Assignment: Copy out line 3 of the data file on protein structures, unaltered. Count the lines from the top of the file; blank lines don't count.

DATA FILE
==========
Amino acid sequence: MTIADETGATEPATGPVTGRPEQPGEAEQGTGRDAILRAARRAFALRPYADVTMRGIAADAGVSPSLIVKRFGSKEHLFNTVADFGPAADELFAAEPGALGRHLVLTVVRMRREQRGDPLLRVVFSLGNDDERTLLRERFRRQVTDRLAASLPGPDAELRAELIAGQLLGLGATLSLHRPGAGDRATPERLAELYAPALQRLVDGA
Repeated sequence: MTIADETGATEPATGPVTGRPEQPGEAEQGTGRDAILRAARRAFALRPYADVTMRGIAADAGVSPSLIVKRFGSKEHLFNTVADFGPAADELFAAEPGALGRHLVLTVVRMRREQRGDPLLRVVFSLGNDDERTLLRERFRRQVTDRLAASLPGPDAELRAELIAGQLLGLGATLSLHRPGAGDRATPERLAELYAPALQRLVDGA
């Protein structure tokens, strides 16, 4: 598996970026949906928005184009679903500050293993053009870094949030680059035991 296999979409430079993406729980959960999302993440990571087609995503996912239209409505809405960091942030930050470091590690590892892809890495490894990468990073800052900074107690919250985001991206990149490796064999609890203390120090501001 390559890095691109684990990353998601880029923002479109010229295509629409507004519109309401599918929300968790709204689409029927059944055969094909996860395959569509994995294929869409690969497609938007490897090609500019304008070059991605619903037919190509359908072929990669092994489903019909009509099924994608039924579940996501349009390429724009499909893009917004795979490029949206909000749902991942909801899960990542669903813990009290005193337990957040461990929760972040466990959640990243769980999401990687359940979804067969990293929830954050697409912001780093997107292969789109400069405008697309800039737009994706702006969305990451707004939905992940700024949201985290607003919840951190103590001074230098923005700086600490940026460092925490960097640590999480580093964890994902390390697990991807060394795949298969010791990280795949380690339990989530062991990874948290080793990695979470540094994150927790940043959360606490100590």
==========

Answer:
């Protein structure tokens, strides 16, 4: 598996970026949906928005184009679903500050293993053009870094949030680059035991 296999979409430079993406729980959960999302993440990571087609995503996912239209409505809405960091942030930050470091590690590892892809890495490894990468990073800052900074107690919250985001991206990149490796064999609890203390120090501001 390559890095691109684990990353998601880029923002479109010229295509629409507004519109309401599918929300968790709204689409029927059944055969094909996860395959569509994995294929869409690969497609938007490897090609500019304008070059991605619903037919190509359908072929990669092994489903019909009509099924994608039924579940996501349009390429724009499909893009917004795979490029949206909000749902991942909801899960990542669903813990009290005193337990957040461990929760972040466990959640990243769980999401990687359940979804067969990293929830954050697409912001780093997107292969789109400069405008697309800039737009994706702006969305990451707004939905992940700024949201985290607003919840951190103590001074230098923005700086600490940026460092925490960097640590999480580093964890994902390390697990991807060394795949298969010791990280795949380690339990989530062991990874948290080793990695979470540094994150927790940043959360606490100590």